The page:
Geigl JB, Speicher MR: Single-cell isolation from cell suspensions and whole genome amplification from single cells to provide templates for CGH analysis. Nat Protoc. 2007, 2 (12): 3173-3184. 10.1038/nprot.2007.476.
Nowak NJ, Miecznikowski J, Moore SR, Gaile D, Bobadilla D, Smith DD, Kernstine K, Forman SJ, Mhawech-Fauceglia P, Reid M, et al: Challenges in array comparative genomic hybridization for the analysis of cancer samples. Genet Med. 2007, 9 (9): 585-595. 10.1097/GIM.0b013e3181461c4a.
Fuhrmann C, Schmidt-Kittler O, Stoecklein NH, Petat-Dutter K, Vay C, Bockler K, Reinhardt R, Ragg T, Klein CA: High-resolution array comparative genomic hybridization of single micrometastatic tumor cells. Nucleic Acids Res. 2008, 36 (7): e39-10.1093/nar/gkn101.
Snijders AM, Nowak N, Segraves R, Blackwood S, Brown N, Conroy J, Hamilton G, Hindle AK, Huey B, Kimura K, et al: Assembly of microarrays for genome-wide measurement of DNA copy number. Nat Genet. 2001, 29 (3): 263-264. 10.1038/ng754.
Hamilton G, Brown N, Oseroff V, Huey B, Segraves R, Sudar D, Kumler J, Albertson D, Pinkel D: A large field CCD system for quantitative imaging of microarrays. Nucleic Acids Res. 2006, 34 (8): e58-10.1093/nar/gkl160.
Jain AN, Tokuyasu TA, Snijders AM, Segraves R, Albertson DG, Pinkel D: Fully automatic quantification of microarray image data. Genome Res. 2002, 12 (2): 325-332. 10.1101/gr.210902.
Olshen AB, Venkatraman ES, Lucito R, Wigler M: Circular binary segmentation for the analysis of array-based DNA copy number data. Biostatistics. 2004, 5 (4): 557-572. 10.1093/biostatistics/kxh008.
Liu W, Xie CC, Zhu Y, Li T, Sun J, Cheng Y, Ewing CM, Dalrymple S, Turner AR, Isaacs JT, et al: Homozygous deletions and recurrent amplifications implicate new genes involved in prostate cancer. Neoplasia. 2008, 10 (8): 897-907.
Pinkel D, Segraves R, Sudar D, Clark S, Poole I, Kowbel D, Collins C, Kuo WL, Chen C, Zhai Y, et al: High resolution analysis of DNA copy number variation using comparative genomic hybridization to microarrays. Nat Genet. 1998, 20 (2): 207-211. 10.1038/2524.
Sun J, Liu W, Adams TS, Sun J, Li X, Turner AR, Chang B, Kim JW, Zheng SL, Isaacs WB, et al: DNA copy number alterations in prostate cancers: a combined analysis of published CGH studies. Prostate. 2007, 67 (7): 692-700. 10.1002/pros.20543.
Bubendorf L, Kononen J, Koivisto P, Schraml P, Moch H, Gasser TC, Willi N, Mihatsch MJ, Sauter G, Kallioniemi OP: Survey of gene amplifications during prostate cancer progression by high-throughout fluorescence in situ hybridization on tissue microarrays. Cancer Res. 1999, 59 (4): 803-806.
Visakorpi T, Hyytinen E, Koivisto P, Tanner M, Keinanen R, Palmberg C, Palotie A, Tammela T, Isola J, Kallioniemi OP: In vivo amplification of the androgen receptor gene and progression of human prostate cancer. Nat Genet. 1995, 9 (4): 401-406. 10.1038/ng0495-401.
Jiang Y, Palma JF, Agus DB, Wang Y, Gross ME: Detection of androgen receptor mutations in circulating tumor cells in castration-resistant prostate cancer. Clin Chem. 2010, 56 (9): 1492-1495. 10.1373/clinchem.2010.143297.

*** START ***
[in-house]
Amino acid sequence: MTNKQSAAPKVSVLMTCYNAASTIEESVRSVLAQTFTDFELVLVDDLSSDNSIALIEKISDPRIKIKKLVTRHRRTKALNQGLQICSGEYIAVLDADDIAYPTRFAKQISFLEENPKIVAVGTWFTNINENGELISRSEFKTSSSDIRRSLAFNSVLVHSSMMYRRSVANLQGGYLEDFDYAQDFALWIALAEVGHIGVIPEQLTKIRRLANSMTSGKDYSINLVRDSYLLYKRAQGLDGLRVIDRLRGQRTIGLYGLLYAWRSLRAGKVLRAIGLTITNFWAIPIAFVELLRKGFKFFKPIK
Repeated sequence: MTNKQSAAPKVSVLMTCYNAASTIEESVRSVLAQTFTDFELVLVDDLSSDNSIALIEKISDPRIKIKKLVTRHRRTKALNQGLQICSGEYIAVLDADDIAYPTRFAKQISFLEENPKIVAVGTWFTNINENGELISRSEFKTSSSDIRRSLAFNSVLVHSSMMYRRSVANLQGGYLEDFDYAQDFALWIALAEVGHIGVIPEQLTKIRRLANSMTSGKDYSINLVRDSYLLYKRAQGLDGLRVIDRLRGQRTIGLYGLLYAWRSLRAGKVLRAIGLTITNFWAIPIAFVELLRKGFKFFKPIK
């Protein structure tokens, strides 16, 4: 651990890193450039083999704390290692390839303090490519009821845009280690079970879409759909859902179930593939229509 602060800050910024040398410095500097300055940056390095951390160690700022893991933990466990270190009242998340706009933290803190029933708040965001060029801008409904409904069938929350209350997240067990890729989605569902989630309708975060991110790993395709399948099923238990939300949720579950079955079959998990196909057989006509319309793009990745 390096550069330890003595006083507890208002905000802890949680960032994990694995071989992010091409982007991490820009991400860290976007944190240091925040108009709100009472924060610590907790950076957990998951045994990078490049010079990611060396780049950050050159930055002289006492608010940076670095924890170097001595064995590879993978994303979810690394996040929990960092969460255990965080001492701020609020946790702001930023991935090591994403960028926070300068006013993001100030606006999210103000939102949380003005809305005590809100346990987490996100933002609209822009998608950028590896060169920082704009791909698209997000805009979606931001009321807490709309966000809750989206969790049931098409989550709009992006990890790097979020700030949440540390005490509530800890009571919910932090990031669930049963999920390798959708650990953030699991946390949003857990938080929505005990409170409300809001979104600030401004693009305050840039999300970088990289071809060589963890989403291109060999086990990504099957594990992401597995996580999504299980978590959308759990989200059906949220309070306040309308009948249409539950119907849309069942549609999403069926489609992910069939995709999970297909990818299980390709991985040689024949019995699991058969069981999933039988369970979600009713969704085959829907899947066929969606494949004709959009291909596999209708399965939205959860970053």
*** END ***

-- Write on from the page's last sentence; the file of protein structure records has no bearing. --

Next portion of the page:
Sieuwerts AM, Kraan J, Bolt-de Vries J, van der Spoel P, Mostert B, Martens JW, Gratama JW, Sleijfer S, Foekens JA: Molecular characterization of circulating tumor cells in large quantities of contaminating leukocytes by a multiplex real-time PCR. Breast Cancer Res Treat. 2009, 118 (3): 455-468. 10.1007/s10549-008-0290-0.
Smirnov DA, Zweitzig DR, Foulk BW, Miller MC, Doyle GV, Pienta KJ, Meropol NJ, Weiner LM, Cohen SJ, Moreno JG, et al: Global gene expression profiling of circulating tumor cells. Cancer Res. 2005, 65 (12): 4993-4997. 10.1158/0008-5472.CAN-04-4330.
Racila E, Euhus D, Weiss AJ, Rao C, McConnell J, Terstappen LW, Uhr JW: Detection and characterization of carcinoma cells in the blood. Proc Natl Acad Sci USA. 1998, 95 (8): 4589-4594. 10.1073/pnas.95.8.4589.
Scher HI, Sawyers CL: Biology of progressive, castration-resistant prostate cancer: directed therapies targeting the androgen-receptor signaling axis. J Clin Oncol. 2005, 23 (32): 8253-8261. 10.1200/JCO.2005.03.4777.
Liu W, Laitinen S, Khan S, Vihinen M, Kowalski J, Yu G, Chen L, Ewing CM, Eisenberger MA, Carducci MA, et al: Copy number analysis indicates monoclonal origin of lethal metastatic prostate cancer. Nat Med. 2009, 15 (5): 559-565. 10.1038/nm.1944.
Sieuwerts AM, Kraan J, Bolt J, van der Spoel P, Elstrodt F, Schutte M, Martens JW, Gratama JW, Sleijfer S, Foekens JA: Anti-epithelial cell adhesion molecule antibodies and the detection of circulating normal-like breast tumor cells. J Natl Cancer Inst. 2009, 101 (1): 61-66.
Attard G, Swennenhuis JF, Olmos D, Reid AH, Vickers E, A'Hern R, Levink R, Coumans F, Moreira J, Riisnaes R, et al: Characterization of ERG, AR and PTEN gene status in circulating tumor cells from patients with castration-resistant prostate cancer. Cancer Res. 2009, 69 (7): 2912-2918. 10.1158/0008-5472.CAN-08-3667.
Leversha MA, Han J, Asgari Z, Danila DC, Lin O, Gonzalez-Espinoza R, Anand A, Lilja H, Heller G, Fleisher M, et al: Fluorescence in situ hybridization analysis of circulating tumor cells in metastatic prostate cancer. Clin Cancer Res. 2009, 15 (6): 2091-2097. 10.1158/1078-0432.CCR-08-2036.